for better mental health

Sleeping pills and minor tranquillisers

Explains what sleeping pills and minor tranquillisers are used for, how the medication works, possible side effects and information about withdrawal.

What are the different types of anti-anxiety medication?

Here's an overview of all the non-benzodiazepine anti-anxiety drugs currently licensed in the UK.

Some of these drugs have more than one name. You might know a drug by its generic name or its trade name (see our page about drug names for more information on this).

For detailed information about a particular drug, you can look it up in our Sleeping Pills and Minor Tranquillisers A–Z.

You may also be prescribed other types of drugs for anxiety, such as antidepressants, beta-blockers or antipsychotics (at low doses).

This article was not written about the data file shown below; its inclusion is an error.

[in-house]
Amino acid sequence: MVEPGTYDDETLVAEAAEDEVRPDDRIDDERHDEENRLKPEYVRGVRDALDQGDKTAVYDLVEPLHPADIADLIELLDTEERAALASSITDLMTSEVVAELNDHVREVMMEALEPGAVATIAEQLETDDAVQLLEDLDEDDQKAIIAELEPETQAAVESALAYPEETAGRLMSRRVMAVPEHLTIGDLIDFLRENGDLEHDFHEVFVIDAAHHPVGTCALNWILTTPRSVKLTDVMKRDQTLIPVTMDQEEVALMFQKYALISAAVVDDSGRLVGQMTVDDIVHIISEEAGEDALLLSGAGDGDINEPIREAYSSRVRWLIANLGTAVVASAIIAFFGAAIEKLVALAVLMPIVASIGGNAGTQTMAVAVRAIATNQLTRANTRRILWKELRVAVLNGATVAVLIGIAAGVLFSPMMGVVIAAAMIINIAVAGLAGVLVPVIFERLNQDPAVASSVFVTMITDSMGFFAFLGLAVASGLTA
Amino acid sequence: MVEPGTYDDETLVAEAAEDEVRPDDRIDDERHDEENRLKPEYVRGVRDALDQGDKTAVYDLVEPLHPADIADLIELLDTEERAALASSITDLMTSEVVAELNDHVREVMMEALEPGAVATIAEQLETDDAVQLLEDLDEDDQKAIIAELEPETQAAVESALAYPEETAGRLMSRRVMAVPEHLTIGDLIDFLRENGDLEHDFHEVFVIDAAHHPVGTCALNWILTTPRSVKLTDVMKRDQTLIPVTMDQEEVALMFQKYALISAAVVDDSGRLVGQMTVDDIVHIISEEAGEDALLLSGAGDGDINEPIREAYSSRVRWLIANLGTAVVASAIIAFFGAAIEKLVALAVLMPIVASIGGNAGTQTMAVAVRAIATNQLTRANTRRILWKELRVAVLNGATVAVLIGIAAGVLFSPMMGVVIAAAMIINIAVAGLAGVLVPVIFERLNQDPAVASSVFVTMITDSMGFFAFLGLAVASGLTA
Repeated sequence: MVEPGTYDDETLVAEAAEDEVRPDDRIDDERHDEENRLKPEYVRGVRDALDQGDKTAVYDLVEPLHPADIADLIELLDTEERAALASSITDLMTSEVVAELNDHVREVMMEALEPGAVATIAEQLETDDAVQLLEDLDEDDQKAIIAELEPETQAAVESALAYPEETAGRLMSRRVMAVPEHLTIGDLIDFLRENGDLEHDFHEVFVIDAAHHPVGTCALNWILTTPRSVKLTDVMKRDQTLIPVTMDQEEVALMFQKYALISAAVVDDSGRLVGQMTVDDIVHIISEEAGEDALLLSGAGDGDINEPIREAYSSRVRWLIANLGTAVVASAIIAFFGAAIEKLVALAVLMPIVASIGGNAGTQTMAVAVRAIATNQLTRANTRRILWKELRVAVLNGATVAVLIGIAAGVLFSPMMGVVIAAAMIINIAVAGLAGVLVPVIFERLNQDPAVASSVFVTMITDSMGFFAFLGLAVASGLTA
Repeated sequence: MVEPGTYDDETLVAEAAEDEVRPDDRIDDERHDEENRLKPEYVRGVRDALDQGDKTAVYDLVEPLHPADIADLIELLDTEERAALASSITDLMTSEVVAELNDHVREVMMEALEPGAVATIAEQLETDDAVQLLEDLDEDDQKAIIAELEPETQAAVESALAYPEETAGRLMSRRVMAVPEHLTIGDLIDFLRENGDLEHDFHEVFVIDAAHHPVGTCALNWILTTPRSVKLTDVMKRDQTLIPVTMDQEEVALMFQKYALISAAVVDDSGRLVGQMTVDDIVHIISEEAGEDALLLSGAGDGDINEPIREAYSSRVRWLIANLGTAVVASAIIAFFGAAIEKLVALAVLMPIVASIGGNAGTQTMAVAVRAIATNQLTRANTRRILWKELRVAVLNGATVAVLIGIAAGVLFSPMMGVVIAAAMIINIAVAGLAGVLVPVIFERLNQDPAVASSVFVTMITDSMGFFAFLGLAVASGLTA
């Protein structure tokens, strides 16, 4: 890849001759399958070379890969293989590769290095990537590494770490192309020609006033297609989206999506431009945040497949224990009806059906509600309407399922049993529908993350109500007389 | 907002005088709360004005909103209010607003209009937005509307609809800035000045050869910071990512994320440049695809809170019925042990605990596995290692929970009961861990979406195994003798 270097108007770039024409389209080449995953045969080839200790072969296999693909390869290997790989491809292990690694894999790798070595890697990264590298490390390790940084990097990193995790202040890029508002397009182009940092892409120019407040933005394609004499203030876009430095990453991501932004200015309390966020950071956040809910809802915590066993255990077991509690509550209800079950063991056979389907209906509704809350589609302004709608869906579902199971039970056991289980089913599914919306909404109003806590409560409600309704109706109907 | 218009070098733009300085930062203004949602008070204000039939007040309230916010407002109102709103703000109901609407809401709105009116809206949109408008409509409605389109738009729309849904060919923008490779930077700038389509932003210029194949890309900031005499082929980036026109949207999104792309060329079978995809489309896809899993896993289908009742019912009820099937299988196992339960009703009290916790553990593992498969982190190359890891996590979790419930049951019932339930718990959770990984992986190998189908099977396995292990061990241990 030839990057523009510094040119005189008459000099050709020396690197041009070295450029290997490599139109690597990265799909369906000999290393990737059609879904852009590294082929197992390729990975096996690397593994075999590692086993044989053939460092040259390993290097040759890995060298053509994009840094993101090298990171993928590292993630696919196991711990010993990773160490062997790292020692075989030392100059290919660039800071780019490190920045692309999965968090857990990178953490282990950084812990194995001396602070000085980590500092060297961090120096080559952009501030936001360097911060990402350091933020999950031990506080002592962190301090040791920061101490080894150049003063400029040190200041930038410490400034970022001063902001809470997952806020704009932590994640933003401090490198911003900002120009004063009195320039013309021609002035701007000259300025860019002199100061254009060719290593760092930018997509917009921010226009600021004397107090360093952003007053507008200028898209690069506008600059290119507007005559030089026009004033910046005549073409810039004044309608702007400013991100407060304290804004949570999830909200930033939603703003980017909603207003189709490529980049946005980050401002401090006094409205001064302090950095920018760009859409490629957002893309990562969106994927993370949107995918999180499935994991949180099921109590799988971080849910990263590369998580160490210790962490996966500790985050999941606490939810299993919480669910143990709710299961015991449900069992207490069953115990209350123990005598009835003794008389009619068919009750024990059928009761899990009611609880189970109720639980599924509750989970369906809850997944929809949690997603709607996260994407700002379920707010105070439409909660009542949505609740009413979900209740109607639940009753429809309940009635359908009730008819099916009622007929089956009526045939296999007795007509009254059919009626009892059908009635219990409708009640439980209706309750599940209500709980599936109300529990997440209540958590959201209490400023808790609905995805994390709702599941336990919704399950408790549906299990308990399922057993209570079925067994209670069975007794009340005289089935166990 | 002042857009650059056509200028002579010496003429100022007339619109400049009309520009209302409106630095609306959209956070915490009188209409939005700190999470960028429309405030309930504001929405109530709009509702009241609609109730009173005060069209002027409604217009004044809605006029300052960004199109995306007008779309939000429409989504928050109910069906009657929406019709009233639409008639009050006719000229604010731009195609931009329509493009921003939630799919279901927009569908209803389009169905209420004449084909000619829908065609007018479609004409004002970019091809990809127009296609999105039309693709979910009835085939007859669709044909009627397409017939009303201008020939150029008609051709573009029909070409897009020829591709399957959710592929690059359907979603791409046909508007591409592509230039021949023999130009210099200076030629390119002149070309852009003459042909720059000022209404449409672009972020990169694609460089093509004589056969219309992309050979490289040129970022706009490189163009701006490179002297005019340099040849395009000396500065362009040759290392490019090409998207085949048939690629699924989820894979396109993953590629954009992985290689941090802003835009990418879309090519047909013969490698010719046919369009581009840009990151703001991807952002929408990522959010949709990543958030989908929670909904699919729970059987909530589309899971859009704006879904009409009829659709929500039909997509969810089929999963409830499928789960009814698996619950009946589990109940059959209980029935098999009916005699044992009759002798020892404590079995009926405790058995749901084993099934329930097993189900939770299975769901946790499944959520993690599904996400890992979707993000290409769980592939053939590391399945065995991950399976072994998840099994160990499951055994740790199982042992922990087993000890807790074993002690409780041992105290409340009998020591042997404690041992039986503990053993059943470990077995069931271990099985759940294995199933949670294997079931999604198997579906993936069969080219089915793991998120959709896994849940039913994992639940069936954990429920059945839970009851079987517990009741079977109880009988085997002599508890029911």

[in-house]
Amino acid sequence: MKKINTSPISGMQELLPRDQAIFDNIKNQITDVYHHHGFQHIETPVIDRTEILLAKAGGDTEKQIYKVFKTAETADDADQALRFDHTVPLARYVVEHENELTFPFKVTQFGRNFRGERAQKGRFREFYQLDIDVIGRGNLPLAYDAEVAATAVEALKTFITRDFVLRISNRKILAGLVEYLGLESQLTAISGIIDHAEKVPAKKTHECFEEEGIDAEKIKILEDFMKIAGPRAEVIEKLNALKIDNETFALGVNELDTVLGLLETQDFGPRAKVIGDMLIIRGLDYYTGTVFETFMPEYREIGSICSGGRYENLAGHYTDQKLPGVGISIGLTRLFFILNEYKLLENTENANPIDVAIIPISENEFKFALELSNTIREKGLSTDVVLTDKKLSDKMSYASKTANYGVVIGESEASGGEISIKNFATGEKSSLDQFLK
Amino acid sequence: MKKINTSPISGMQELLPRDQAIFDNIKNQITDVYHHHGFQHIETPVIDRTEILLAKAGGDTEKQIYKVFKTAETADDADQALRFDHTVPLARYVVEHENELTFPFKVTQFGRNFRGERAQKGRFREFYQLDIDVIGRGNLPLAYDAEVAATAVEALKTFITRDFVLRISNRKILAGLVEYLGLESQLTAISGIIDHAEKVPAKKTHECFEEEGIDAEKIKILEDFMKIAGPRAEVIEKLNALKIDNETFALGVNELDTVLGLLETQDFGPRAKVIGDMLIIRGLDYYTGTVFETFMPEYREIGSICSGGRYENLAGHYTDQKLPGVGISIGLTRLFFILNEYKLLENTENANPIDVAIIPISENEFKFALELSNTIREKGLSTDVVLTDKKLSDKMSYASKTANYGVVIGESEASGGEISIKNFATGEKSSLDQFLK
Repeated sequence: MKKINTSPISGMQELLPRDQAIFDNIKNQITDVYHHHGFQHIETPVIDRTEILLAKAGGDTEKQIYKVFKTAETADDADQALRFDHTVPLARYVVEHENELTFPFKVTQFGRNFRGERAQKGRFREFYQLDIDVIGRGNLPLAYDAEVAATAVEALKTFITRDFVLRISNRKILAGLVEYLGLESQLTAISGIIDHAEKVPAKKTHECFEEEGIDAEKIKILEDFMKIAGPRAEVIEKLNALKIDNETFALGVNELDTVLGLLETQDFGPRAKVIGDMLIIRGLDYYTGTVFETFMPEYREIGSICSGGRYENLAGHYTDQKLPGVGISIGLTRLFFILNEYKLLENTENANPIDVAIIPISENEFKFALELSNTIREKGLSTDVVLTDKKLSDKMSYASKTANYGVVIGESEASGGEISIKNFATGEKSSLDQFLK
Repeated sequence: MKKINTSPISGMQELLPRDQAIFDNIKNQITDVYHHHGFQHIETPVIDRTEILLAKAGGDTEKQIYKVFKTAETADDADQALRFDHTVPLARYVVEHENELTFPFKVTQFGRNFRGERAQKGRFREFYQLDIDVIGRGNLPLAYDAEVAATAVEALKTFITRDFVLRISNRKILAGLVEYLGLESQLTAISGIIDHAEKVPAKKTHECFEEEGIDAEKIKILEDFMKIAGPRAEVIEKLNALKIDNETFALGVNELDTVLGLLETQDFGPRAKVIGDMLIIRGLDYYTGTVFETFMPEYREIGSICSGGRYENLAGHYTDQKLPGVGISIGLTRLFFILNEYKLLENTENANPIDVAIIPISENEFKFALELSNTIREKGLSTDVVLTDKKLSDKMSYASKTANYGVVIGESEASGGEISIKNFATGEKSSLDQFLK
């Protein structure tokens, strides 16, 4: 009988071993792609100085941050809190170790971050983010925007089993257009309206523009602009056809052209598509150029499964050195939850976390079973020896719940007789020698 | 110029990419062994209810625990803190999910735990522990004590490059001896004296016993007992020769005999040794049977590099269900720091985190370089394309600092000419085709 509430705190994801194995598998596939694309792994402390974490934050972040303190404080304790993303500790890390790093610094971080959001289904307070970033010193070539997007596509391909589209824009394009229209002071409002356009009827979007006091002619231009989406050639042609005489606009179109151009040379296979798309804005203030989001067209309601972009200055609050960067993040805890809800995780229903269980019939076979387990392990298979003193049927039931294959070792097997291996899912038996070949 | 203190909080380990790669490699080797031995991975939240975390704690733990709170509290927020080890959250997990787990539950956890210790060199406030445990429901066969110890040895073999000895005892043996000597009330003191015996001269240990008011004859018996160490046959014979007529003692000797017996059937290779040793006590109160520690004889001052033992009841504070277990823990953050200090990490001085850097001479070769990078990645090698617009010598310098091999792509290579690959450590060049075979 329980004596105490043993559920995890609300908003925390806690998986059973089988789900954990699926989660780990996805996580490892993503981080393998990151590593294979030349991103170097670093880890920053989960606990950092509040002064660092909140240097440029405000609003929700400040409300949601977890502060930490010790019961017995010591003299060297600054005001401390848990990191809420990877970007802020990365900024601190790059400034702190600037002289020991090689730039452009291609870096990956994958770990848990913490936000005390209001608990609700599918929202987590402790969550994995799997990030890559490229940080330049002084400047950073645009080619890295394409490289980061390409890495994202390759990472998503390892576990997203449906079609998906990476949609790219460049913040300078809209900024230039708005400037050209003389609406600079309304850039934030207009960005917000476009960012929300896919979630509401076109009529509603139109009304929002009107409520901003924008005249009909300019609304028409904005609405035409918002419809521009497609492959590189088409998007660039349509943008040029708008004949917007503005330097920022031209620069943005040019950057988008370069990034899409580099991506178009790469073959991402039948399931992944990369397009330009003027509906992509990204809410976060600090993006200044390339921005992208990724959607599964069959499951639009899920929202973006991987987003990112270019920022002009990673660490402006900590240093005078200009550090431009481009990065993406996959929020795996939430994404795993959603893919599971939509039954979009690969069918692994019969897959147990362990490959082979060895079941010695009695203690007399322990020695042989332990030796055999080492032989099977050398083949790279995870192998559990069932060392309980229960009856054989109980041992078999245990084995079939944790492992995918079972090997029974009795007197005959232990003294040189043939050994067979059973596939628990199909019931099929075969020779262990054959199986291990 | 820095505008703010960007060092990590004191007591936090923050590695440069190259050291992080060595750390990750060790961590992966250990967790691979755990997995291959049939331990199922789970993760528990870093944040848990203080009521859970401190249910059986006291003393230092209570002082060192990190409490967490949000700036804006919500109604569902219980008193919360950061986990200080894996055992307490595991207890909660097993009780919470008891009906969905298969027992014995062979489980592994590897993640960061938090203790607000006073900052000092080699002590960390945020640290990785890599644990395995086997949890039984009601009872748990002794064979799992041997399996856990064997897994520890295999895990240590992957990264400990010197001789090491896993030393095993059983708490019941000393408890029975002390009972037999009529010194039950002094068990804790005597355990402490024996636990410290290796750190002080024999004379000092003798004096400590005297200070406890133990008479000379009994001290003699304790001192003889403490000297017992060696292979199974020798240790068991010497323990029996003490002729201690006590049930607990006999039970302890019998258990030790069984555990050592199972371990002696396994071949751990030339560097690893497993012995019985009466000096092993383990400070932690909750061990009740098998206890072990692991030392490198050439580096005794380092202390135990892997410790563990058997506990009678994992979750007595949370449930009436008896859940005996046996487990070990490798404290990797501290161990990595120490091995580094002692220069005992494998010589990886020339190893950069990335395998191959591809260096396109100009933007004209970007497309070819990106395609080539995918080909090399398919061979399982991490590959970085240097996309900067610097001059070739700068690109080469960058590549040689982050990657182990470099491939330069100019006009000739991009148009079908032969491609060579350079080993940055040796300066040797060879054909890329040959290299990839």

Overview of non-benzodiazepine anti-anxiety drugs

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Generic name

Trade names (UK)

Forms available

Half-life

Dietary considerations

buspirone

Buspar

  • tablets

2–4 hrs

  • contains lactose
  • avoid grapefruit juice

pregabalin

Alzain, Lecaent, Lyrica, Rewisca

  • capsules
  • liquid

about 6.3 hrs

  • capsules contain gelatin

meprobamate

none

  • tablets

6–17 hrs

  • none

These three drugs are all quite different and have no shared characteristics.

For information on when to avoid taking these drugs and adverse effects, see the listing for each drug in the Sleeping Pills and Minor Tranquillisers A-Z.

This information was published in August 2016. We will revise it in 2019.

References are available on request. If you would like to reproduce any of this information, see our page on permissions and licensing.

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